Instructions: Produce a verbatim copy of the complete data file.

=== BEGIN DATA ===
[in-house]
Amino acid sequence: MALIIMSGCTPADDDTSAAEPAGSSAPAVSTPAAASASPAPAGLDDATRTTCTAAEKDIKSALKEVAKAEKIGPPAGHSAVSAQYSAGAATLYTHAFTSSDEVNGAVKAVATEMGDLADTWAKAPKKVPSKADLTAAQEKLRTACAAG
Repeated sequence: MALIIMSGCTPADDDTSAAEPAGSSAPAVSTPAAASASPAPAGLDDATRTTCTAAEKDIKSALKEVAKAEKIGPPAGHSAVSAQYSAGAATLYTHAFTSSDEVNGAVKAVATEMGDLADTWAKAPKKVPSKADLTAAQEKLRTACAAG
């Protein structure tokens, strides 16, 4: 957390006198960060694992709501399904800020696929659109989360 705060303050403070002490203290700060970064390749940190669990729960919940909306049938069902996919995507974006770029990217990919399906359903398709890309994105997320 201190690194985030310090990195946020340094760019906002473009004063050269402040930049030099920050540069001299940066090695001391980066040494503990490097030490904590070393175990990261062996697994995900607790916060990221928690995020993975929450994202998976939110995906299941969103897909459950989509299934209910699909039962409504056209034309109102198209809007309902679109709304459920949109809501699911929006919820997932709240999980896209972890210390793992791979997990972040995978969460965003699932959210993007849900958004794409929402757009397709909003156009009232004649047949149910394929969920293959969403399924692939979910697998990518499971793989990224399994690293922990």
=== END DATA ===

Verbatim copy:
[in-house]
Amino acid sequence: MALIIMSGCTPADDDTSAAEPAGSSAPAVSTPAAASASPAPAGLDDATRTTCTAAEKDIKSALKEVAKAEKIGPPAGHSAVSAQYSAGAATLYTHAFTSSDEVNGAVKAVATEMGDLADTWAKAPKKVPSKADLTAAQEKLRTACAAG
Repeated sequence: MALIIMSGCTPADDDTSAAEPAGSSAPAVSTPAAASASPAPAGLDDATRTTCTAAEKDIKSALKEVAKAEKIGPPAGHSAVSAQYSAGAATLYTHAFTSSDEVNGAVKAVATEMGDLADTWAKAPKKVPSKADLTAAQEKLRTACAAG
């Protein structure tokens, strides 16, 4: 957390006198960060694992709501399904800020696929659109989360 705060303050403070002490203290700060970064390749940190669990729960919940909306049938069902996919995507974006770029990217990919399906359903398709890309994105997320 201190690194985030310090990195946020340094760019906002473009004063050269402040930049030099920050540069001299940066090695001391980066040494503990490097030490904590070393175990990261062996697994995900607790916060990221928690995020993975929450994202998976939110995906299941969103897909459950989509299934209910699909039962409504056209034309109102198209809007309902679109709304459920949109809501699911929006919820997932709240999980896209972890210390793992791979997990972040995978969460965003699932959210993007849900958004794409929402757009397709909003156009009232004649047949149910394929969920293959969403399924692939979910697998990518499971793989990224399994690293922990």